Department of Plant Pathology, Agricultural Research Organization, The Volcani Center, P.O. Box 6, Bet Dagan 50250, Israel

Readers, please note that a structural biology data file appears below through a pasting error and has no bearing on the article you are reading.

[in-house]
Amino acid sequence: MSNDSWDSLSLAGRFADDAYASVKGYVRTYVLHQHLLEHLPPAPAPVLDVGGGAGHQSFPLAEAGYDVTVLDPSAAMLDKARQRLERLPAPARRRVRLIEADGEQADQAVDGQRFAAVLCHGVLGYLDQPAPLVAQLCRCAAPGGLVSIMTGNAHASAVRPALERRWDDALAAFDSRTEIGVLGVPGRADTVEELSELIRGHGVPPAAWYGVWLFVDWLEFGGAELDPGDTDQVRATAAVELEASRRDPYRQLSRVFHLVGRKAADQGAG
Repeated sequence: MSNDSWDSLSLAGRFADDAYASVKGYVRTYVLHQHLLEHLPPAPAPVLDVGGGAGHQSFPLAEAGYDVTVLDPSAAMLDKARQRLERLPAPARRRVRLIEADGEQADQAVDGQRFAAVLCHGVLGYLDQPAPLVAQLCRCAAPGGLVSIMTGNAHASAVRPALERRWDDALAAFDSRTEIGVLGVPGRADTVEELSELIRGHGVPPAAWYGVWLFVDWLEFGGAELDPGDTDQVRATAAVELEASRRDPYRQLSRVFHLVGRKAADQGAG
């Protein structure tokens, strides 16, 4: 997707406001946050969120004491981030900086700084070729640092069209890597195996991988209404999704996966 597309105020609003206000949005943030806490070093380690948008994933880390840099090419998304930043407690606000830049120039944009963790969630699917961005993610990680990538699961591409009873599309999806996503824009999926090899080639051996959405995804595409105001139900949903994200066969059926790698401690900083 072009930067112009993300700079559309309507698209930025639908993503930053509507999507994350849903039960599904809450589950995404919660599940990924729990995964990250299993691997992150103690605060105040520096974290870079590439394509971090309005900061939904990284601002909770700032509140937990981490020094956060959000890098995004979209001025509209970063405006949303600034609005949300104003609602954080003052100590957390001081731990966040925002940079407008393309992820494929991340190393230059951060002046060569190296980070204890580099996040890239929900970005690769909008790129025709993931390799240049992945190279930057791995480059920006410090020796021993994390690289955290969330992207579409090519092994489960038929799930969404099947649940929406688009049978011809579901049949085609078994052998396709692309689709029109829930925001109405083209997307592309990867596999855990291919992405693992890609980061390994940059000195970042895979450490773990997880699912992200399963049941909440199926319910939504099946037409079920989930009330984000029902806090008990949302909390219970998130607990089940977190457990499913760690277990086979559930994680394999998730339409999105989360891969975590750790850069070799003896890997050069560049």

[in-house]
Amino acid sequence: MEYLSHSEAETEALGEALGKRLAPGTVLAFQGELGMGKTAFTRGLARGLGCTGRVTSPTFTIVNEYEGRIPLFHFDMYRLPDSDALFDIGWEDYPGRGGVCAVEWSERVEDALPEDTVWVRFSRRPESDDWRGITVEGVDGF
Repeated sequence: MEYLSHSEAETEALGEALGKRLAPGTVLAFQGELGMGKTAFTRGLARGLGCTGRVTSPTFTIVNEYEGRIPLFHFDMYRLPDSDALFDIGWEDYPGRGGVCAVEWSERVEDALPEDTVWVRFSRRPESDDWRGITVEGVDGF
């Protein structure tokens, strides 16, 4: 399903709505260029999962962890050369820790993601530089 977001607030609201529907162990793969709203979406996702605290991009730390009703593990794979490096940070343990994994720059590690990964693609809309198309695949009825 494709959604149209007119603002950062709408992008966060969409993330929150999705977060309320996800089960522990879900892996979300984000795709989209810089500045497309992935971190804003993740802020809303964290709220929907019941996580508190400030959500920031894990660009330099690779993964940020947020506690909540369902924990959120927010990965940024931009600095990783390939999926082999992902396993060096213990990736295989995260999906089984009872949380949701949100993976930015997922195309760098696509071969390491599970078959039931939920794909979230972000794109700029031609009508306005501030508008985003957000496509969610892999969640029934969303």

A strategy for integrated biological and chemical control of Botrytis cinerea in nonheated greenhouse vegetables was developed. The biocontrol agent used was a commercial preparation developed from an isolate of Trichoderma harzianum, T39 (Trichodex). Decisions concerning whether to spray the biocontrol agent or a fungicide were made based on a weather-based disease warning system. The integrated strategy (BOTMAN [short for Botrytis manager]) was implemented as follows: when slow or no disease progress was expected, no spraying was needed; when an outbreak of epidemics was expected, use of a chemical fungicide was recommended; in all other cases, application of T. harzianum T39 was recommended. Future weather information (a 4-day weather forecast provided by the Israel Weather Forecast Service) was more useful for disease warnings than immediate past weather. The integrated strategy was compared with weekly applications of fungicide in 11 experiments conducted over 3 years in greenhouse-grown tomato and cucumber. Disease reduction in the integrated strategy (63.9 ± 3.0%) did not differ significantly (P < 0.05) from the fungicide-only treatment (70.1 ± 3.6%). The number of fungicide sprays in the integrated strategy ranged from 2 to 7 (mean 4.2) compared to 7 to 13 (mean 10.5) in the fungicide treatment. The integrated strategy averaged 5.9 sprays of T. harzianum T39. For the integrated strategy, one treatment omitted use of T. harzianum T39 to estimate the contribution of this agent to disease control. Disease reduction in that treatment (49.1 ± 4.8%) was significantly (P < 0.05) inferior to the combined chemical and biological strategy, indicating that the T. harzianum T39 sprays had a measurable effect on disease control.